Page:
Corporate governance has evolved over the years in line with the many challenges posed by government policies and as a result of the corporate scandals seen around world. Unfortunately, it seems that most of the advances in governance guidelines come only after a corporate controversy has exposed another ‘kink in the chain’.
We may sound like a broken record at eShare as we constantly raise the importance of corporate governance, of which we are strong advocates. We firmly believe that it is absolutely vital to the successful running of companies no matter what the sector.
In this two-part blog series, we will be looking at the key principles contributing to good governance and examining how organisations have been getting them wrong. The principles covered are recommended by most corporate governance guidelines, including those by the OECD.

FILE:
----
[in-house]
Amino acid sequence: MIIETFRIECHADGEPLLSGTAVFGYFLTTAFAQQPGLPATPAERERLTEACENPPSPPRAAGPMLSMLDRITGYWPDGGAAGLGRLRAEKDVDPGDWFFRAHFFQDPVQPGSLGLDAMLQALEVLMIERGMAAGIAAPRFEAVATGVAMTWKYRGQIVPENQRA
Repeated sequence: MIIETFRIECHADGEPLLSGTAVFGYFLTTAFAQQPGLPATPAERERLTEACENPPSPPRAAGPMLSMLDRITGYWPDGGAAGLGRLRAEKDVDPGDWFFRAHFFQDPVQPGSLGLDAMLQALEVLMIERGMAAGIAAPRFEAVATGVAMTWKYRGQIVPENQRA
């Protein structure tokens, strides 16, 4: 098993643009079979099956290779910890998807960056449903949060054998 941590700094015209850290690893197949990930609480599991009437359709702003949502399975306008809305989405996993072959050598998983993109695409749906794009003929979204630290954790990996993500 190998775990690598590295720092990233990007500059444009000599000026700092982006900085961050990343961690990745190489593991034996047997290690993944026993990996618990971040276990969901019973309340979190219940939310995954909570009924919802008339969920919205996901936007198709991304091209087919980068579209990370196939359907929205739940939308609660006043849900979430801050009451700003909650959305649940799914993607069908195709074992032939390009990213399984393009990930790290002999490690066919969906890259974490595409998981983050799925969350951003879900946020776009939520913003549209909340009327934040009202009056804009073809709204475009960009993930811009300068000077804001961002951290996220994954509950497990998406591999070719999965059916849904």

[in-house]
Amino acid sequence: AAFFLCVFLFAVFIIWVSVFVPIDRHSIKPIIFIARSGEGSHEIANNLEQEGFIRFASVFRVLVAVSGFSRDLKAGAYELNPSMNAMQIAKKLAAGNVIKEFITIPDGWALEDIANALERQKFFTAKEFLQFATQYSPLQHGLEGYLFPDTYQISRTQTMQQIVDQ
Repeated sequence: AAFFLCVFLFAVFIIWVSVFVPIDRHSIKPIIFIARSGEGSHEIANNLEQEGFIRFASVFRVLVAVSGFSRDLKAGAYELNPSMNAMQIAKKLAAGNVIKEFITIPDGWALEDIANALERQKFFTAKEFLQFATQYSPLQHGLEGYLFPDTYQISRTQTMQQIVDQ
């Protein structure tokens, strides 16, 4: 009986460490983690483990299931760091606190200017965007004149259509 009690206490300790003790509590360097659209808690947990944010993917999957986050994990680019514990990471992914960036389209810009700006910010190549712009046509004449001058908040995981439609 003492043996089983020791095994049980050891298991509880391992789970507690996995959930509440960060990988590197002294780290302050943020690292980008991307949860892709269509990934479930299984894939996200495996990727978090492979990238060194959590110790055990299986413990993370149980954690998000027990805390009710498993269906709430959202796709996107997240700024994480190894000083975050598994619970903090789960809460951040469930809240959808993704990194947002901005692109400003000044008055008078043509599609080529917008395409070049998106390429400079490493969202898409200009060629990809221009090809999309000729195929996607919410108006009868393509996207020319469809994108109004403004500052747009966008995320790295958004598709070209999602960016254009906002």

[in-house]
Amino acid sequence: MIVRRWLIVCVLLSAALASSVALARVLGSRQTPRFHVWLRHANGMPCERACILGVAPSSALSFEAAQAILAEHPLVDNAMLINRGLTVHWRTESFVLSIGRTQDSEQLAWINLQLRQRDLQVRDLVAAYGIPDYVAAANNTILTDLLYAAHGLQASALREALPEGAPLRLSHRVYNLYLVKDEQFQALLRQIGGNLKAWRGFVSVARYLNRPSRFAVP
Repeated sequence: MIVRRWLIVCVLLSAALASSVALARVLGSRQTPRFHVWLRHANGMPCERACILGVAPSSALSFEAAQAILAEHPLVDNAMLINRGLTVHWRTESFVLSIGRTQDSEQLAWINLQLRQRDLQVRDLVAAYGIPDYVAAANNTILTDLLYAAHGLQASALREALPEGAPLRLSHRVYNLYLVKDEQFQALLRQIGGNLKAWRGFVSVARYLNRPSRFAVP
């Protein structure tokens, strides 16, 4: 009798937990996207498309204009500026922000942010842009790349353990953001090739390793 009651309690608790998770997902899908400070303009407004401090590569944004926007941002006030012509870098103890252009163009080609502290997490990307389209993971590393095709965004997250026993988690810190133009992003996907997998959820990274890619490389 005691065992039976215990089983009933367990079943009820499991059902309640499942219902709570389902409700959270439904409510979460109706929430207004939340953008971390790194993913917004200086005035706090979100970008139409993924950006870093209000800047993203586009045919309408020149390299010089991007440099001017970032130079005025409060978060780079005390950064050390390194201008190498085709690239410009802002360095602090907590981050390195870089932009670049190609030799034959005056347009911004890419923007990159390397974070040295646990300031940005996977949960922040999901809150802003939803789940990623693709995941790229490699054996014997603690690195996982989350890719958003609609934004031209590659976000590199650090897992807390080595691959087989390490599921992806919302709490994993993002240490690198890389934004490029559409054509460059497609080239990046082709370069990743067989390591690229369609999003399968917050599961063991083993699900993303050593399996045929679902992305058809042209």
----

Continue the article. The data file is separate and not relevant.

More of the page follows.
The first principle, and the most logical place to begin with, is the capability of a board and the CEO. We need to ask whether the board members have the right mix of skills, experience and ability to manage and monitor the company effectively?
Recently, we have seen the capability of Mike Ashely, CEO of Sports Direct, called into question. Ashley was interrogated by a Parliamentary Committee about his company and MPs declared that Mike Ashley was not, in their view, a “fit and proper person” to be a director of such a large company.
In front of the Committee, Mike Ashley admitted that the £2.2bn company, which he founded 34 years ago has “outgrown him” and that he probably does not have the ability to manage it. “It’s like being a tiny inflatable one day, and in control and the next you wake up and you’re on an oil tanker”, he said in response to questions about whether there needed to be a review of Sports Direct’s corporate governance.
Finding the right individuals for your board is one the most important parts of building a well governed organisation – but it can often be the most challenging. The aim should be to bring in members that complement your board’s existing skill set while, also providing a combination of new abilities and experience.